This is the crab module we used on our drive this year. Using servos for module rotation worked out very well with the low friction field. There was no need for any feedback and we had plenty of torque.
The gears are mcmaster, with metal servos horns attached.
We also used mechanical slip clutches (torque limiters) on the drive. Control your max torque, and you have a very simple and reliable traction control.
Out of our 67 matches this season, we only had to replace four servos, and a bb-motor.
We had a great season this year, and have a new respect for Hitec servos.
I have to say, this was something I never thought these servos could handle. Did you work out any of the math to make sure the servos could handle the load? Did you have any problems with cross talk from your motors messing with your servos?
Surprisingly, from the math, just one servo could handle the regolith with a safety factor of two. Unfortunately, the carpeting required us to move to three.
I’m not sure what you are referring to by cross talk, but we choose to use coarse gears for our drive to account for any servo misalignment. As far as the servos fighting each other, it is very minimal and only towards the limits of their travel.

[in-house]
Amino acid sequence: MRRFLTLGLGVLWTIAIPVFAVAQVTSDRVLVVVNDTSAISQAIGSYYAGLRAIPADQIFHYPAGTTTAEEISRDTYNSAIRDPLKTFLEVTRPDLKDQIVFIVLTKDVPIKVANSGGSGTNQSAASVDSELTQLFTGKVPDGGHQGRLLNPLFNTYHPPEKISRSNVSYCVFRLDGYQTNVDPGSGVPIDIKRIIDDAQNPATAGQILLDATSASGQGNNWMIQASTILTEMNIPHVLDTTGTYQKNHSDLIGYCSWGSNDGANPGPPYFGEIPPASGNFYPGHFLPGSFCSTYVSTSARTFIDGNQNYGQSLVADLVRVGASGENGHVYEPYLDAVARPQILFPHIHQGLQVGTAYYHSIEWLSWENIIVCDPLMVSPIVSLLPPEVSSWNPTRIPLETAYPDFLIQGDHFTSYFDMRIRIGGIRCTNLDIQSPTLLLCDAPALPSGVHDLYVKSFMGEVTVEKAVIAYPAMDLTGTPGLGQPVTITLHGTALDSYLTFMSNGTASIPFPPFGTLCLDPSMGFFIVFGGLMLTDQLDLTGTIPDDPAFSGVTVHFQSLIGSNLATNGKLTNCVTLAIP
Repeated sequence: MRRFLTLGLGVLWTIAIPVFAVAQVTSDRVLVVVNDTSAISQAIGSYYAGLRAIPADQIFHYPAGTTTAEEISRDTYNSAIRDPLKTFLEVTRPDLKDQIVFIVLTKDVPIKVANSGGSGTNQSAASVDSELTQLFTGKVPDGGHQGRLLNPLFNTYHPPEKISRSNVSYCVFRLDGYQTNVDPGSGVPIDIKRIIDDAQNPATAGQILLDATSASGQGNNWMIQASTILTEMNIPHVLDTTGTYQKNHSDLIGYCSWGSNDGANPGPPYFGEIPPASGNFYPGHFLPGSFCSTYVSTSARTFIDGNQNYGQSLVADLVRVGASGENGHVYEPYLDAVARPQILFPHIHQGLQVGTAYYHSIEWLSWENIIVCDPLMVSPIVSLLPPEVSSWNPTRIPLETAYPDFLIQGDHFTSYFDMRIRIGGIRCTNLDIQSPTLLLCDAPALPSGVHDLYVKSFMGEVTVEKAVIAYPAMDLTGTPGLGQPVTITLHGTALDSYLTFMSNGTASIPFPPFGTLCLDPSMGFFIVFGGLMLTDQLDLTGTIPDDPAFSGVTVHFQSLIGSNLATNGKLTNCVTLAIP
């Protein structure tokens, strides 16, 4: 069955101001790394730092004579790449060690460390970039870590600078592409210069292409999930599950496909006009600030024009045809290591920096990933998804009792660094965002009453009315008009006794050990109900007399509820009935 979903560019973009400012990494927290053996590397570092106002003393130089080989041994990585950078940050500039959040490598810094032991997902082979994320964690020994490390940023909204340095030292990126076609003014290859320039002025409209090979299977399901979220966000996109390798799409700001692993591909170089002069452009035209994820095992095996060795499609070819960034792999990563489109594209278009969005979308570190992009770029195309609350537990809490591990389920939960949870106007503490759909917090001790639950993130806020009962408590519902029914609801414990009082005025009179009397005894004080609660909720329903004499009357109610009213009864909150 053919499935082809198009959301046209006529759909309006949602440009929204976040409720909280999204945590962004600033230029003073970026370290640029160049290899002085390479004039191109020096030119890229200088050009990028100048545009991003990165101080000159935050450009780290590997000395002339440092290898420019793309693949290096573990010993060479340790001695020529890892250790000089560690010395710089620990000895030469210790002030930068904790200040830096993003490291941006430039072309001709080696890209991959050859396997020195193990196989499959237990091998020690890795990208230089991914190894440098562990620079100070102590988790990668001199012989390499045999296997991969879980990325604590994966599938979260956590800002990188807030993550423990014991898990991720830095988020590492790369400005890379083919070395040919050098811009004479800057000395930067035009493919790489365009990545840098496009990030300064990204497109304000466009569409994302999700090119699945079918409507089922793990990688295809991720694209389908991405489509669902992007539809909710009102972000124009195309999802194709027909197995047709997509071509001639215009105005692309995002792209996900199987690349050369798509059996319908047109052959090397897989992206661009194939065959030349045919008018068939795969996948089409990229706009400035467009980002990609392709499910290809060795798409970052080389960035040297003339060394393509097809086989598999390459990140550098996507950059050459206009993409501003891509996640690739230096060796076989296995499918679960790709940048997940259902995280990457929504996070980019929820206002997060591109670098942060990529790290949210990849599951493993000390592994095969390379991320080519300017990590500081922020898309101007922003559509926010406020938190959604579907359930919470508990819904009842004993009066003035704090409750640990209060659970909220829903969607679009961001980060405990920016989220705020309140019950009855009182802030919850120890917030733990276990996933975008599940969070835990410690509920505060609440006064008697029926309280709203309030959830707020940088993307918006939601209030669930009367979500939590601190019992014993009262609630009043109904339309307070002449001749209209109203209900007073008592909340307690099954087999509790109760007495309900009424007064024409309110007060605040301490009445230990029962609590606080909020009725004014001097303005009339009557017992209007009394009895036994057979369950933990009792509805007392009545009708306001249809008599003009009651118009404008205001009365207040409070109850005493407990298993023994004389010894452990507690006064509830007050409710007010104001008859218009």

Very cool, I would be interested in seeing how to work the math for this. (Im a programmer by training so most problems involving the real world are beyond my skills in physics)
By cross talk I am referring to the nasty problem of when the wires from your servo (or sensor) act as an antenna and pick up the magnetic field from the wires on your motors. I recall 2006 when we would turn on the shooter wheels and our camera servos would go crazy.
Ironically I saw you guys at 4 competitions and was even in your pit and never noticed this. I saw the display but never had time to actually look, I meant to at MSC but I never got around to it…I’m impressed and by the awards you received for it so were the judges…nice work.